The permanent exhibition room exhibits around 90 pieces of uranium glasswares around the world from 19th century, including a milk pitcher made in 1840 which is the world's oldest known uranium glassware with clear evidence of its production period, a flower vase made by Emile Galle, and goblets of the Russian emperor introduced in the television program, etc. Some exhibits are presented with a button switching from normal lighting to ultraviolet lighting, making it possible to enjoy the mysterious glow of the fluorescent light when exposed to ultraviolet light, along with the beauty of their shapes.
Emile Galle's uranium glasswork "Butterfly Flower Vase"; a milk pitcher which is the world's oldest uranium glassware with clear evidence of its production period; tabletop ornament "Epergne" of the Sturbridge region, England; "Goblets of Russia Emperor" introduced in the television program; headlights of steam locomotives using uranium glass for reflectors (exhibited in the elevator hall on the second floor), etc.
Butterfly Flower Vase by Emile Galle
Emile Galle is a French glass artist and pottery/furniture designer who is considered one of the representative forces in the Art Nouveau movement, Galle's works focus on creating works with multiple layer of colored glasses to illustrate animals, plants or insects with various techniques. With remained works acclaimed worldwide for their artistry, Gelle is among the most popular designers whose works fascinate a lot of fans in Japan.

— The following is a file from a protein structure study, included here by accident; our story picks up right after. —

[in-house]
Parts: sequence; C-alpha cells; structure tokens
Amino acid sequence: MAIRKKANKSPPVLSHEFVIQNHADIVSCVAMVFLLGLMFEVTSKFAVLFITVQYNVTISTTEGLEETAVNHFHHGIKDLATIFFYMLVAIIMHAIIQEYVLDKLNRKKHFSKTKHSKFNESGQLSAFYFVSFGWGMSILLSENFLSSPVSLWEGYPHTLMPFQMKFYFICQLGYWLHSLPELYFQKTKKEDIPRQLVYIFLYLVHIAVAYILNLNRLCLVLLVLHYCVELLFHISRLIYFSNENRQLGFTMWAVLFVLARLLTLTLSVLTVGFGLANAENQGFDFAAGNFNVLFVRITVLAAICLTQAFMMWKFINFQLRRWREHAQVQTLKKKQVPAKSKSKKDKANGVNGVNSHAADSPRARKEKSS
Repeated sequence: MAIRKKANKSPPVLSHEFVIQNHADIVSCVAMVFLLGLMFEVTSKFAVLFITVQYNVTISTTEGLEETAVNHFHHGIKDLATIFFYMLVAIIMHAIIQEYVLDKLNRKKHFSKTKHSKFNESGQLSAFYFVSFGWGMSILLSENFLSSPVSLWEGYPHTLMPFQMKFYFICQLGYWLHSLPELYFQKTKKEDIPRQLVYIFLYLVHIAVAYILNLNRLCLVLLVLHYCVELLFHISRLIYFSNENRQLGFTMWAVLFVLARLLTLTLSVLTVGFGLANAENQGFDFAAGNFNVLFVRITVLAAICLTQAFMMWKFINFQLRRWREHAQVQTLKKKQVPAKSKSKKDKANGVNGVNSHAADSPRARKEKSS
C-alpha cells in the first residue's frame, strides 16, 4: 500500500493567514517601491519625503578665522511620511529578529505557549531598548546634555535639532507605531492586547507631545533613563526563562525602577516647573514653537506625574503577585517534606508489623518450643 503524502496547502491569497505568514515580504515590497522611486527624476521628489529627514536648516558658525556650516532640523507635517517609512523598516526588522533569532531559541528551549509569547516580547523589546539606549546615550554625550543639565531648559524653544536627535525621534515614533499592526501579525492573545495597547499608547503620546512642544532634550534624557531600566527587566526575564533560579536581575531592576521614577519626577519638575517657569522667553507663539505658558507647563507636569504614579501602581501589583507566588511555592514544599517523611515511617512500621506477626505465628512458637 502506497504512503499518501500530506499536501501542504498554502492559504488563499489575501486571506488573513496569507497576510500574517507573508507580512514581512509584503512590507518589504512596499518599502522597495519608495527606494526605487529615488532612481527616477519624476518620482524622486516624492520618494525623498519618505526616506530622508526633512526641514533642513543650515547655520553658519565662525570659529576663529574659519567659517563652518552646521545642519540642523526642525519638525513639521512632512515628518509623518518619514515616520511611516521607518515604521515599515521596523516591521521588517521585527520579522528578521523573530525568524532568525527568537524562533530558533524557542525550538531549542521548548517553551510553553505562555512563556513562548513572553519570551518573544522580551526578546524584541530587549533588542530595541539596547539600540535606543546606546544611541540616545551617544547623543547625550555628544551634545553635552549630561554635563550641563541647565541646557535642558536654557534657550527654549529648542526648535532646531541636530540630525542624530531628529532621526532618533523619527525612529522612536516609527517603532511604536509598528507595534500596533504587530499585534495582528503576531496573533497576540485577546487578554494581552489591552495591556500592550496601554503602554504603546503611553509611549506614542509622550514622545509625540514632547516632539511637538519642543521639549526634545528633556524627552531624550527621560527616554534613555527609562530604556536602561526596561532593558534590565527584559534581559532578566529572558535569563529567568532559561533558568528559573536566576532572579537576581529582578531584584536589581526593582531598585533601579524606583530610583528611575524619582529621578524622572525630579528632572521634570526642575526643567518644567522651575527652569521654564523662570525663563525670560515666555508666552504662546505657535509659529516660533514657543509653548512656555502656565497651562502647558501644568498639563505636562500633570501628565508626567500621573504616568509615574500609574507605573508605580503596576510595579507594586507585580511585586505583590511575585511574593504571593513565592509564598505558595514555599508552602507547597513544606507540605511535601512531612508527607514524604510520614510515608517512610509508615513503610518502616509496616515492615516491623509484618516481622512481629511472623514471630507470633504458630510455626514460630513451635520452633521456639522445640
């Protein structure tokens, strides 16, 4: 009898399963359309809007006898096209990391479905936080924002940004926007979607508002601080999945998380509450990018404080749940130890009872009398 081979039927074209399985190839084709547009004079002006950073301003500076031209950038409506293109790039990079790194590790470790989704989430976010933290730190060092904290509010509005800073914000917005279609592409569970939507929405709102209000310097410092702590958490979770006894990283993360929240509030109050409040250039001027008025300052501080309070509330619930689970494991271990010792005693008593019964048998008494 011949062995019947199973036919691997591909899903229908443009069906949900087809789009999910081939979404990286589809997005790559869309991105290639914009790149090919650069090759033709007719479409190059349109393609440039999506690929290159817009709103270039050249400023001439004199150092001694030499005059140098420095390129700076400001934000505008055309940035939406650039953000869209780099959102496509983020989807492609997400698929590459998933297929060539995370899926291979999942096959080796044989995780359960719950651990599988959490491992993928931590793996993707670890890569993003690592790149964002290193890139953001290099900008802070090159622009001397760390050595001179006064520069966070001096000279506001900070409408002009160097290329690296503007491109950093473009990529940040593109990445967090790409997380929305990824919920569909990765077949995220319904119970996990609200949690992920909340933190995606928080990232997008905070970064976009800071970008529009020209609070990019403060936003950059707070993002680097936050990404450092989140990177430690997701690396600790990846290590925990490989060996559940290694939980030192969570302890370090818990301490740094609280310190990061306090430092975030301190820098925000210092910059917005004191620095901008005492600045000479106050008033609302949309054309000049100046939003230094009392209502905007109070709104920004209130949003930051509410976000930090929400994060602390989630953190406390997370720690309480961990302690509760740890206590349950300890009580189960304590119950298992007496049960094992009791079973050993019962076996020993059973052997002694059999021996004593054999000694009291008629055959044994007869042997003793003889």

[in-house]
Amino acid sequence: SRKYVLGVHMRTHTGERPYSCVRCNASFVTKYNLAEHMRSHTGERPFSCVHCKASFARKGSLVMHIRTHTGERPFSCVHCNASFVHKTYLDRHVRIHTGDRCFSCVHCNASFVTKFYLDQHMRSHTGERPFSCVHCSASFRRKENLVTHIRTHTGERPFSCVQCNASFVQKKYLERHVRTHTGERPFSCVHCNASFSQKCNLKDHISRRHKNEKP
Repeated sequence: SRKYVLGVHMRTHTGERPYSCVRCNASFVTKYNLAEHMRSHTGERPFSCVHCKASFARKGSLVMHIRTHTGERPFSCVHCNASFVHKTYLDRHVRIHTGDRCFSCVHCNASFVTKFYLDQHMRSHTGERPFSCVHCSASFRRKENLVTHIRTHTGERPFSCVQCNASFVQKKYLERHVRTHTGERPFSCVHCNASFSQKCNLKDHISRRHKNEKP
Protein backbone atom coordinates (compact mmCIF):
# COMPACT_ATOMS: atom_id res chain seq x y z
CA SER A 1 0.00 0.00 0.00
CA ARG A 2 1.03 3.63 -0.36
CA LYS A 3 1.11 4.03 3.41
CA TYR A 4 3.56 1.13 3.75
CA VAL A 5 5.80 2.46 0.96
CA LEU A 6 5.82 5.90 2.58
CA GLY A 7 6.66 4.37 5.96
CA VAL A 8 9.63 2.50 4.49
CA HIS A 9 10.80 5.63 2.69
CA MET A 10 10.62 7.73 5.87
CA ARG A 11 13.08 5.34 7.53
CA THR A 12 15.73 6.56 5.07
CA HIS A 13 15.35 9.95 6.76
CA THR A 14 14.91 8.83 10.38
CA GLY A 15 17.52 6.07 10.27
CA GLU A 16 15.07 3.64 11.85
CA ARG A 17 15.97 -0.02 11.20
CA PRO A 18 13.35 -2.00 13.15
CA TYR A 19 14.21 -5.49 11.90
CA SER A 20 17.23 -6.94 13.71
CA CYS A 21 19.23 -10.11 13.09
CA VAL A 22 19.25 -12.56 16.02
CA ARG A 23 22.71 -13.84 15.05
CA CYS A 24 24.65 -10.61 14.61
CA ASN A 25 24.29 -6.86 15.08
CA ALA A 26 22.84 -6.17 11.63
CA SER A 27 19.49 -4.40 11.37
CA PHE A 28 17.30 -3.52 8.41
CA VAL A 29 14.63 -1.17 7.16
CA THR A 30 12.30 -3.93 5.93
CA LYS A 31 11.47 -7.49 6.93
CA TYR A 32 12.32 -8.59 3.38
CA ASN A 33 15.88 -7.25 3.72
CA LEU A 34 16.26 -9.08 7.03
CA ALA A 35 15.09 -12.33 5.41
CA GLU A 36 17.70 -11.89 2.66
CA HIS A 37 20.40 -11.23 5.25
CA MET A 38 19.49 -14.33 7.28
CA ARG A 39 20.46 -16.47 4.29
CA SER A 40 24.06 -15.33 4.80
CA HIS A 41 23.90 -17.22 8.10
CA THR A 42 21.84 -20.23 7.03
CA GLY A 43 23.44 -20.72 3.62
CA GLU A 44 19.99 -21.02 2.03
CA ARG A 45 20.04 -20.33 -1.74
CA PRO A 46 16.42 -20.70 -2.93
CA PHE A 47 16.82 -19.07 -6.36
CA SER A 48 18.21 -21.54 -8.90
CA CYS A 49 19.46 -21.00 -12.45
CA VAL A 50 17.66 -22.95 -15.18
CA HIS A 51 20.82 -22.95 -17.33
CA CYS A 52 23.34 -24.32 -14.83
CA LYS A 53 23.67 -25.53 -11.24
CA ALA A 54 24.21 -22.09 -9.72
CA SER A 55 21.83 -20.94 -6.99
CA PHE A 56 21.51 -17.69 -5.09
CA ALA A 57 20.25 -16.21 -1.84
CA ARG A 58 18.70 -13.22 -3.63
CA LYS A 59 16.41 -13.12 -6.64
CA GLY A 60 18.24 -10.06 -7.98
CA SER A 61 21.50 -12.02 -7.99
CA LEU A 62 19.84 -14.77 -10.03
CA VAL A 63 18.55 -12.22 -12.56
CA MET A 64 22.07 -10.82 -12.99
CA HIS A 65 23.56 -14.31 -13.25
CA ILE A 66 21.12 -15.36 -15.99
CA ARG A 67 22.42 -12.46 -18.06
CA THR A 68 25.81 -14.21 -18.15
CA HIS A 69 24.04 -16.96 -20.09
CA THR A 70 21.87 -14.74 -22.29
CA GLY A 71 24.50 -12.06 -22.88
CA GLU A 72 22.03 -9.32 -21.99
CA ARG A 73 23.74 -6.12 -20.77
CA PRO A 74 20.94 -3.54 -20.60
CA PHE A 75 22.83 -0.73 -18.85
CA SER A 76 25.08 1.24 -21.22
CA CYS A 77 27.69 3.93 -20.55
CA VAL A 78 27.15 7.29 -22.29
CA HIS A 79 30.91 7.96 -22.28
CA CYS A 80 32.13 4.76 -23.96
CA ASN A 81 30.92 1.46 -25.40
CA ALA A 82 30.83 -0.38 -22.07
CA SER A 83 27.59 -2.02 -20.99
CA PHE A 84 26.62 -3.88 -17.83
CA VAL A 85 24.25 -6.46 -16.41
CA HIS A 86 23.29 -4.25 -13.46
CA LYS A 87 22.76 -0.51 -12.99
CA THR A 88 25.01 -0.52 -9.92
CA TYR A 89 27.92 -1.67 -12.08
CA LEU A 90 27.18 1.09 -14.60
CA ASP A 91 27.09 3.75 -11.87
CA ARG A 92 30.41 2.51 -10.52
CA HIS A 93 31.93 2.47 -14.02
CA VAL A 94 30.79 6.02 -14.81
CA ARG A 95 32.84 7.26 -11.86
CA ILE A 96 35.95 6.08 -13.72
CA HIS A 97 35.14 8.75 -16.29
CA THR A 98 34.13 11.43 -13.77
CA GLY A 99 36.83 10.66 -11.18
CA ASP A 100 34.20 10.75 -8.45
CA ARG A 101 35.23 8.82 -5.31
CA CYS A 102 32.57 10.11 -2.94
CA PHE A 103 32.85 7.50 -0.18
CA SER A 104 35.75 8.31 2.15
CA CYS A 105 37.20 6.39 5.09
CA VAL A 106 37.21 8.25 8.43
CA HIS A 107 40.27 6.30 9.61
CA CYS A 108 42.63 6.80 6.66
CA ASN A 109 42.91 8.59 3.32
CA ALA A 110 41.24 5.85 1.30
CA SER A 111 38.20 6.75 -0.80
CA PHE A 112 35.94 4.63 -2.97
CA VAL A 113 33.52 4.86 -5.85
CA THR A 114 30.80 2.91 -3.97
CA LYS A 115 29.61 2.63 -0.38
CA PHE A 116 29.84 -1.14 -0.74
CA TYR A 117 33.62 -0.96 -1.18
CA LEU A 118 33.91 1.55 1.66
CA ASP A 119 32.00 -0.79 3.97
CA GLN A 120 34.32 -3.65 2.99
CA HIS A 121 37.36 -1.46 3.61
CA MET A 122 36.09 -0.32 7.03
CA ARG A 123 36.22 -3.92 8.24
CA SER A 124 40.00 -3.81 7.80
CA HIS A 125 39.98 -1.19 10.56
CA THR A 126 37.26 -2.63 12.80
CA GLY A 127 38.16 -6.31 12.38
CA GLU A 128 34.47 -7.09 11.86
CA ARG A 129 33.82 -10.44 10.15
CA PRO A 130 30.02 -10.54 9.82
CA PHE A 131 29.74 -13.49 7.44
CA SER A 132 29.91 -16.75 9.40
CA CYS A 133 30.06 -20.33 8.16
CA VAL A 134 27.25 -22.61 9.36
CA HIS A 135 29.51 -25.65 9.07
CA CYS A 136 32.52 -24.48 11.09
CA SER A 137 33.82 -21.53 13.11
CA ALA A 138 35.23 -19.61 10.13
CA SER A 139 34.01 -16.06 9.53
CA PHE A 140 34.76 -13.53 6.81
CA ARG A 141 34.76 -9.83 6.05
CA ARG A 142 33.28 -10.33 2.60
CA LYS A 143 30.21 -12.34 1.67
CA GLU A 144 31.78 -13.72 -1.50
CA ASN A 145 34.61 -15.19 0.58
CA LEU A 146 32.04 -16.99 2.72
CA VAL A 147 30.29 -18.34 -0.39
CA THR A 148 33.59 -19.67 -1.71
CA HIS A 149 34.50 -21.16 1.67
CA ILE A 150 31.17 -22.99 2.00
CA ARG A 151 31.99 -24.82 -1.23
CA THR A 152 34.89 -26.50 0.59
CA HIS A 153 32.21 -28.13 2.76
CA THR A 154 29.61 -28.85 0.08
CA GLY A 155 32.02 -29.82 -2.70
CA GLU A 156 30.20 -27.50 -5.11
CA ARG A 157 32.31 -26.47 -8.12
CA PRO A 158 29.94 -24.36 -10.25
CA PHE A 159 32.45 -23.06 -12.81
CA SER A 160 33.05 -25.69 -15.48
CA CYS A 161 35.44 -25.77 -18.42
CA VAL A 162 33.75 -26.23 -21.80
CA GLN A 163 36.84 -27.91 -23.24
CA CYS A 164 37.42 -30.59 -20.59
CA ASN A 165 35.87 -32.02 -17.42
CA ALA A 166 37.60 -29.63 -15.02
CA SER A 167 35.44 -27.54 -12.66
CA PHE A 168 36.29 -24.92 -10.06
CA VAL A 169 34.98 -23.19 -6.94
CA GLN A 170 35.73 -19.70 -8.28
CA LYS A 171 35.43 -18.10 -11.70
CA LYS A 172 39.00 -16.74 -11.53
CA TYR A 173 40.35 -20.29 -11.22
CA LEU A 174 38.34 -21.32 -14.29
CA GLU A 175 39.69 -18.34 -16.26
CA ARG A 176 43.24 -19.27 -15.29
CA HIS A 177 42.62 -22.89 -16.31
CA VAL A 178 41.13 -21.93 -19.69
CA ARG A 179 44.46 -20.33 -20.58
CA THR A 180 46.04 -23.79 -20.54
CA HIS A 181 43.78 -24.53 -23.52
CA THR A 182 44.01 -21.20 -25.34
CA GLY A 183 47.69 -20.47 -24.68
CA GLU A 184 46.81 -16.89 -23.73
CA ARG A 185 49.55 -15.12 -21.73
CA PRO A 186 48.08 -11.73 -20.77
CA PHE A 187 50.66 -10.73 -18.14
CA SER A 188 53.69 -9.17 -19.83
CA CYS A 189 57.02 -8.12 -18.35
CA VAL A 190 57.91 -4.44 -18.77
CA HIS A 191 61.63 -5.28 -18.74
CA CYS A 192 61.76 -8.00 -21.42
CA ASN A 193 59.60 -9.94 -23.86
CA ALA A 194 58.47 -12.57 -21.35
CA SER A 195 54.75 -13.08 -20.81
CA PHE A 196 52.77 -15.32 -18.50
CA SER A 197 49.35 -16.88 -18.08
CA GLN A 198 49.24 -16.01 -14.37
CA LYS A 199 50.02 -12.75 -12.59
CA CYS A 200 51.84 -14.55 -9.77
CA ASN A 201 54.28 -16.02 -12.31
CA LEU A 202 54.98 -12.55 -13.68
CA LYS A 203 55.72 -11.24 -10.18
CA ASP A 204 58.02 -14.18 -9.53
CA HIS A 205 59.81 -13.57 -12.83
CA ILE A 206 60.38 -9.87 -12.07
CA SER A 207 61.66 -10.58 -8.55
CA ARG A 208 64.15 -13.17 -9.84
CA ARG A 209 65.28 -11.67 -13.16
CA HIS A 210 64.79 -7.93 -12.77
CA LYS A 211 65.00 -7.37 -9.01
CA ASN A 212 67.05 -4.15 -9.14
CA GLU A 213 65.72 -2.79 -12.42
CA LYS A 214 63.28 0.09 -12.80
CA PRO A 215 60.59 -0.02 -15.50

Goblets of Russia Emperor
Fedorovsky Inc., Marzovskoye Inc.
Made in Russia in the 1880s, a plant pattern is painted with enamel on the entire uranium glass surface. There are national emblems of the Russian empire, "the double-headed eagle with a crown," carved at the bottom of two goblets among them, so they are considered to be used by Russian emperor or imperial court everyday or during dinner parties at numerous detached palaces.
Epergne is a kind of tabletop ornament intended to decorate the table, but also used as containers of flowers, fruits and sweets. Our museum houses and displays plant-like uranium glass epergnes of Art Nouveau style.
Works using "Barmies Glass" developed in the late 19th century in the United States, with a wide range of colors from lemon yellow to rose pink. Candles or something of the sort can be put inside to give lighting.